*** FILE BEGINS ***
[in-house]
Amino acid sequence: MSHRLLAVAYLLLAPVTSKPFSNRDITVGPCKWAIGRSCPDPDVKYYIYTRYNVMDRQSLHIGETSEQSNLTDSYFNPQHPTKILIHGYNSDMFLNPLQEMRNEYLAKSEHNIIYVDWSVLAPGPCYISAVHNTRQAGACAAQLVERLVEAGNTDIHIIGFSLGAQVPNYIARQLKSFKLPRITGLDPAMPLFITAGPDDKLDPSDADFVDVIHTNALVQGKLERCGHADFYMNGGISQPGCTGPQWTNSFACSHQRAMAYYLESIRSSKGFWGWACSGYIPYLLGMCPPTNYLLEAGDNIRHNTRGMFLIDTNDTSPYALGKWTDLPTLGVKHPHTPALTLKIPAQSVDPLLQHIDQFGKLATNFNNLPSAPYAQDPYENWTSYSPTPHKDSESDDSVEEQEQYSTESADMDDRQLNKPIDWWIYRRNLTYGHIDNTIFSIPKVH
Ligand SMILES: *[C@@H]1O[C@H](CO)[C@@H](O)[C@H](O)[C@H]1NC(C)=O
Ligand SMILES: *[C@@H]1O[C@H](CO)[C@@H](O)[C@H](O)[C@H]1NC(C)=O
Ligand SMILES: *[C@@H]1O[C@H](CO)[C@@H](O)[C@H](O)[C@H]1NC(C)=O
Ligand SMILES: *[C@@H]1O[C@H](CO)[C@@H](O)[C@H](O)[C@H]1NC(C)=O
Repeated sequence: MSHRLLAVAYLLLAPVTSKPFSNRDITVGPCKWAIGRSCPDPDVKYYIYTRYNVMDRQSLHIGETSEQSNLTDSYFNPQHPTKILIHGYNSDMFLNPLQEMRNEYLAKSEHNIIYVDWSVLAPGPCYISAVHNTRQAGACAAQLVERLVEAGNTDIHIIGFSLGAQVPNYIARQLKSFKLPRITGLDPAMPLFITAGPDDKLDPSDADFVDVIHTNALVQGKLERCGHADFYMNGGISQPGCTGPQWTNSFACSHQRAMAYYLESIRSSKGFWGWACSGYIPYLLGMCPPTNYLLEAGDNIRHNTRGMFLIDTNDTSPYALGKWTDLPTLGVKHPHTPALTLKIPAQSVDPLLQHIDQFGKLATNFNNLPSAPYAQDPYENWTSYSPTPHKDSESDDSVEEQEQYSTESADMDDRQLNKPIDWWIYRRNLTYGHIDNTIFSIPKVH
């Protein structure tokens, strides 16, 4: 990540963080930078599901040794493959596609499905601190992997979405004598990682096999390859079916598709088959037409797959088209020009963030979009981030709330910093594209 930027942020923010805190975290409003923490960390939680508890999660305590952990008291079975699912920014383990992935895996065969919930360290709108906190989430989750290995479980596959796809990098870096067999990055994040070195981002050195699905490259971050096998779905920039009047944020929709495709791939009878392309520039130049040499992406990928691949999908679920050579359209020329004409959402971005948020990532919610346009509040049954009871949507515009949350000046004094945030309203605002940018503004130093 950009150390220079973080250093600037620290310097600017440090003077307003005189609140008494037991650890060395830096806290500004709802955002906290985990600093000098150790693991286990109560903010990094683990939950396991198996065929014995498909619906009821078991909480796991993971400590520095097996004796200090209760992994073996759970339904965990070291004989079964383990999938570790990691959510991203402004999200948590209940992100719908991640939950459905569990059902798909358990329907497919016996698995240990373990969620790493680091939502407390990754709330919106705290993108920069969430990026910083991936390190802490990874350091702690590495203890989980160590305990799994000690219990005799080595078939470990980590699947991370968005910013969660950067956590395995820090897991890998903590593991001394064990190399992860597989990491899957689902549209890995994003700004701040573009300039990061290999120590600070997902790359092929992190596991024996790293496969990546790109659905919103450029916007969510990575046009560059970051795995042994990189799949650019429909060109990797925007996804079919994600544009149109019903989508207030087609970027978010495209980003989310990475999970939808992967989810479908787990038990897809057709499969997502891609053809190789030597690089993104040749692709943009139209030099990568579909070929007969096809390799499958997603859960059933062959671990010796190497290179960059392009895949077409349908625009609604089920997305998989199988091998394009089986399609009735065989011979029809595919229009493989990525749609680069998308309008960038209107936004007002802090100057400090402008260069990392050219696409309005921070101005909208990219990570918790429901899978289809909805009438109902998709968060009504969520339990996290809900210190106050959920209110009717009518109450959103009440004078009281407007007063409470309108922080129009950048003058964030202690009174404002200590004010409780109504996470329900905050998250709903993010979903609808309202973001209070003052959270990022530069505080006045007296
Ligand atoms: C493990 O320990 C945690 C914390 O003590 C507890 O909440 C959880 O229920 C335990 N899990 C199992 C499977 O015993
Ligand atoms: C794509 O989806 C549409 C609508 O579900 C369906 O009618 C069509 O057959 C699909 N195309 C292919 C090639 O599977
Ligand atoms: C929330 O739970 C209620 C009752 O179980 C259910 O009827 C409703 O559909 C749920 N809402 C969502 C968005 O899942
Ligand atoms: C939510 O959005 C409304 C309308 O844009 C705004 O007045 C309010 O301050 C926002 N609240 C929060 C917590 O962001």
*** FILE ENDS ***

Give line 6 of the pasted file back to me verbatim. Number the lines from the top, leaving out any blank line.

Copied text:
Ligand SMILES: *[C@@H]1O[C@H](CO)[C@@H](O)[C@H](O)[C@H]1NC(C)=O